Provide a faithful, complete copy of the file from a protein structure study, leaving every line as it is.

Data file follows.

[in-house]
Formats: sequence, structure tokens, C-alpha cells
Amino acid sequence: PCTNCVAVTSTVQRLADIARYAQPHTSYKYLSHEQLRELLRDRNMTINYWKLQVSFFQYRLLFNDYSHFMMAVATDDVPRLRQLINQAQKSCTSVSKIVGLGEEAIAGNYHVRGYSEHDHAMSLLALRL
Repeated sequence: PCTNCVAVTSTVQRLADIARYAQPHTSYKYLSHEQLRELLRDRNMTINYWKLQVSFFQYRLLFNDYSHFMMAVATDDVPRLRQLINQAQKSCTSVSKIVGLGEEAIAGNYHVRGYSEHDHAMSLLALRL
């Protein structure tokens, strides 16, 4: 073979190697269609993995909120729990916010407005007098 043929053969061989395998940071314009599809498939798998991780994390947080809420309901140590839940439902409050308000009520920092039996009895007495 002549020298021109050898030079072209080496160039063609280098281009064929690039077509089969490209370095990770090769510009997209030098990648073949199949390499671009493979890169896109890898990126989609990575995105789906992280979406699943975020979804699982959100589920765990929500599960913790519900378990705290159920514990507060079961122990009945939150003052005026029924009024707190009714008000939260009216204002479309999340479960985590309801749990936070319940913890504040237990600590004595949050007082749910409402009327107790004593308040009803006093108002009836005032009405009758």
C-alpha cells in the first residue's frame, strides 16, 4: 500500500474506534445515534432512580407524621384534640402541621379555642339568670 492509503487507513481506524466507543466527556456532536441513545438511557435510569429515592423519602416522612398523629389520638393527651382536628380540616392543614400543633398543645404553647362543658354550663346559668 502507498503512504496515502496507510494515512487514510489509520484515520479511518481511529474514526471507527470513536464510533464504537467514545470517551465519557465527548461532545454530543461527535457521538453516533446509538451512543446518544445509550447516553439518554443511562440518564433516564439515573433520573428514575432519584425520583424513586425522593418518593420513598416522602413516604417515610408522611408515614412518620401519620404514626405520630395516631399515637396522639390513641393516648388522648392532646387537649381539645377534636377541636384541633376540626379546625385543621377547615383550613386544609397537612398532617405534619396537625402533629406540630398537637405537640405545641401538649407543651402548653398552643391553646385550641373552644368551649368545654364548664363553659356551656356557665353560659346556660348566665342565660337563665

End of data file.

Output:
[in-house]
Formats: sequence, structure tokens, C-alpha cells
Amino acid sequence: PCTNCVAVTSTVQRLADIARYAQPHTSYKYLSHEQLRELLRDRNMTINYWKLQVSFFQYRLLFNDYSHFMMAVATDDVPRLRQLINQAQKSCTSVSKIVGLGEEAIAGNYHVRGYSEHDHAMSLLALRL
Repeated sequence: PCTNCVAVTSTVQRLADIARYAQPHTSYKYLSHEQLRELLRDRNMTINYWKLQVSFFQYRLLFNDYSHFMMAVATDDVPRLRQLINQAQKSCTSVSKIVGLGEEAIAGNYHVRGYSEHDHAMSLLALRL
């Protein structure tokens, strides 16, 4: 073979190697269609993995909120729990916010407005007098 043929053969061989395998940071314009599809498939798998991780994390947080809420309901140590839940439902409050308000009520920092039996009895007495 002549020298021109050898030079072209080496160039063609280098281009064929690039077509089969490209370095990770090769510009997209030098990648073949199949390499671009493979890169896109890898990126989609990575995105789906992280979406699943975020979804699982959100589920765990929500599960913790519900378990705290159920514990507060079961122990009945939150003052005026029924009024707190009714008000939260009216204002479309999340479960985590309801749990936070319940913890504040237990600590004595949050007082749910409402009327107790004593308040009803006093108002009836005032009405009758």
C-alpha cells in the first residue's frame, strides 16, 4: 500500500474506534445515534432512580407524621384534640402541621379555642339568670 492509503487507513481506524466507543466527556456532536441513545438511557435510569429515592423519602416522612398523629389520638393527651382536628380540616392543614400543633398543645404553647362543658354550663346559668 502507498503512504496515502496507510494515512487514510489509520484515520479511518481511529474514526471507527470513536464510533464504537467514545470517551465519557465527548461532545454530543461527535457521538453516533446509538451512543446518544445509550447516553439518554443511562440518564433516564439515573433520573428514575432519584425520583424513586425522593418518593420513598416522602413516604417515610408522611408515614412518620401519620404514626405520630395516631399515637396522639390513641393516648388522648392532646387537649381539645377534636377541636384541633376540626379546625385543621377547615383550613386544609397537612398532617405534619396537625402533629406540630398537637405537640405545641401538649407543651402548653398552643391553646385550641373552644368551649368545654364548664363553659356551656356557665353560659346556660348566665342565660337563665